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IT’S JUST A FLESH WOUND. PHOTO: BEN DUCHESNEY


GRASS ISN’T ALWAYS GREENER


I’m a boat addict. There, I said it.When I see a new boat at the shop or on the floors of a trade show, my knees buckle, I feel faint and my palms get sweaty. From canoes with beautiful wood trim, to composite sea kayaks with a razor’s edge bow, to fishing kayaks with more rod holders than I have rods, to soul-surfing whitewater river runners; I want them all. So when we launched at the put in of Maine’s Allagash River for a week-


long canoe trip, I immediately grew jealous of my uncle’s beautiful and shiny composite canoe, with picturesque ash gunwales. Paddling in the stern of a dull red, scratched and beat to hell Royalex tripper, I felt my jeal- ousy swelling. The wicker seat I was sitting on had a hole in the center, so my butt was aloft in a cradle of electrical tape and the gunwales had more chips and missing wood than a logged forest. On the second to last day of the trip brought me to my limit of patience.


Halfway through the longest portage of the trip, I took a break to the side of the trail to rest my gasping lungs and sore muscles. Even on the ground I could still feel the pressure of the heavy canoe’s yoke on my shoulders. As I was catching my breath my uncle walked by with his composite canoe sitting softly, practically floating above his head. At the end of the trail my uncle was sitting on a rock beside his boat making lunch. Right before I gave him a mouthful and commandeered his boat, glowing sunlight caught my eye. Not sunlight in the sky, but light pouring through cracks and fractures along the hull of his composite boat. After some quick surgery with a roll of duct tape and some serious fret- ting over the remaining miles and handful of rocky rapids, we set off. In-


8 PADDLING MAGAZINE


WHY YOU DON’T NEED TO WORRY ABOUT THE BOAT YOU HAVE OR THE GEAR YOU DON’T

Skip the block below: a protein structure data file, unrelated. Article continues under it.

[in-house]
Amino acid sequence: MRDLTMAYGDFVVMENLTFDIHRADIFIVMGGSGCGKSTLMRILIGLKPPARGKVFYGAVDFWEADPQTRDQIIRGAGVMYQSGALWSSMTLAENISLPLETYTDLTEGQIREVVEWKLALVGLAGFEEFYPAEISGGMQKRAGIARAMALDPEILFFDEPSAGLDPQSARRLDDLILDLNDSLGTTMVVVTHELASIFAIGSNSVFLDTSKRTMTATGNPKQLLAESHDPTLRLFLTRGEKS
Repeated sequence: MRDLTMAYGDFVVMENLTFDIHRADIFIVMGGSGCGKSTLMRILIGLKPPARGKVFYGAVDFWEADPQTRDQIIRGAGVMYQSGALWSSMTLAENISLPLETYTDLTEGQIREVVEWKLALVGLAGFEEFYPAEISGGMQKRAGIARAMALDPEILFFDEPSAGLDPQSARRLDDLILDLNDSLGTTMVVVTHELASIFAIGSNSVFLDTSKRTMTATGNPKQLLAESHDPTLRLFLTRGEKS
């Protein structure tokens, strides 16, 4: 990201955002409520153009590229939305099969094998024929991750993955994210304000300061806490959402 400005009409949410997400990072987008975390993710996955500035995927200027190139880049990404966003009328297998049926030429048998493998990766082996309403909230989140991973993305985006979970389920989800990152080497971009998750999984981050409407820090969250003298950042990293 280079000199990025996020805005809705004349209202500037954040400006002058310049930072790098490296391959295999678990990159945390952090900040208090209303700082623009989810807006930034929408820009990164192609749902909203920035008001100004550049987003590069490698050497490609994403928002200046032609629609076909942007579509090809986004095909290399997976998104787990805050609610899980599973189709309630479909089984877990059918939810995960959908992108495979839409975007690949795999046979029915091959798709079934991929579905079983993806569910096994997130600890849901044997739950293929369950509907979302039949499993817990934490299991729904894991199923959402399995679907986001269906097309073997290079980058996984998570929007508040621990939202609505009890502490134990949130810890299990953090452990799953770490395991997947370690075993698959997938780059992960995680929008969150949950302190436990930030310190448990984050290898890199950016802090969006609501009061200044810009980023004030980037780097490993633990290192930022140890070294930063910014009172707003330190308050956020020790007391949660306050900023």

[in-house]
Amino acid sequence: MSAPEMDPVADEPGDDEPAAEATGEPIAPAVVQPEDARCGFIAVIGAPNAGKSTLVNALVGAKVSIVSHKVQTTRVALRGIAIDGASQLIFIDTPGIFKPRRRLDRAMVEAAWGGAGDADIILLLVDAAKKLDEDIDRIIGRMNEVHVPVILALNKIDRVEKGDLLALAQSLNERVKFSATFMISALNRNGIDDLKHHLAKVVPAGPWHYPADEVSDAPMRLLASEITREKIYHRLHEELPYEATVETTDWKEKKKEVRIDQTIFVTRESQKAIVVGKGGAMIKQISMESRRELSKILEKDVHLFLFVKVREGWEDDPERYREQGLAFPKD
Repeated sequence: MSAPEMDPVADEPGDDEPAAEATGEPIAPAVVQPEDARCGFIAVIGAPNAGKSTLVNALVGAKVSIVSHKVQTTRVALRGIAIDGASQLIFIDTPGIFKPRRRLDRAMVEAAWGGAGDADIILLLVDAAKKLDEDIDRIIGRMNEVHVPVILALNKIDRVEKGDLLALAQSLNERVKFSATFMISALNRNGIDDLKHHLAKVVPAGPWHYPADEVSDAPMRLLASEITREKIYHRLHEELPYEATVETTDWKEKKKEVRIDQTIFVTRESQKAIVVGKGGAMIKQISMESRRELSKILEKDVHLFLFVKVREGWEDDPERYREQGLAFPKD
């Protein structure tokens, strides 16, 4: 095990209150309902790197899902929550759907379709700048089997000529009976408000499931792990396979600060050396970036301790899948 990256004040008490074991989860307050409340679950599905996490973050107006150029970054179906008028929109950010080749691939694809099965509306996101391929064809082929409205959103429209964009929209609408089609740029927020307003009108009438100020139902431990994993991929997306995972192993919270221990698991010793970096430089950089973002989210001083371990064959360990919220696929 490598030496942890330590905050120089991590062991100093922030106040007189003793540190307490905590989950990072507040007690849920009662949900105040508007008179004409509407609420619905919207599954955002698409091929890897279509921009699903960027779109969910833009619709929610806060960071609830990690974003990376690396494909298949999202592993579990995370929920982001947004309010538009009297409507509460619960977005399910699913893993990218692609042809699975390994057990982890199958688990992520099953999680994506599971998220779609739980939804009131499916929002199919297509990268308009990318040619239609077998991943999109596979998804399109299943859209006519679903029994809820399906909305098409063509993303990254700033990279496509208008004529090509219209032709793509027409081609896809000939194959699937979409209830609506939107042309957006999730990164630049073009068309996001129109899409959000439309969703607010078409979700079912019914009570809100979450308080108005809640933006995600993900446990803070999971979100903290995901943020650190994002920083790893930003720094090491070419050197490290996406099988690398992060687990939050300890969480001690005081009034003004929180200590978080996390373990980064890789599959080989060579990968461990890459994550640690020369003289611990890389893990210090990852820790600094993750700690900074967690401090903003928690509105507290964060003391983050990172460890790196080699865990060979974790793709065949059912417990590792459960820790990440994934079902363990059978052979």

stead of occasionally casting a lustful glance at the composite boat, I was sliding over pour over rocks and taking the skinnier, more adventurous lines while my uncle grimaced at every bumping rock. Worried sweat cov- ered his brow and concentrating on his precious boat caused him to lose focus, hit a rock broadside and flip. It’s not the boat’s fault, I’ve seen plenty of composite boats handle abuse


on the river and not hold a single scar. I’ve also seen that Royalex boats aren’t immortal, getting deep cuts or dents that needed repair. But wor- rying about your boat, or other peoples boats will make you lose focus on what really matters: being out there. Instead of looking at how pretty the composite boat was, I should’ve been looking up in the sky and all around me, looking at the gorgeous views of Maine’s North Woods, the bald eagles flying above and the fauna hiding just beyond sight in the trees. My uncle should’ve stopped thinking about the damage to his boat, trusted the duct tape and focused on the rapids in front of him. No matter how fun the trip is, I wonder if I missed out on anything. I’m already planning my next trip to another section of wilderness, an-


other river and another pair of canoes. This time, I’m not going to be picky about what boats we decide to bring, whether they’re fast and light, wide and stable, old or new. Whether I’m cursing every ounce on the portage trail or skipping along, I can’t wait to focus on the woods around me. I also can’t wait to pick out some new boats; my knees are weak already. Ben Duchesney is the web editor of Kayakanglermag.com


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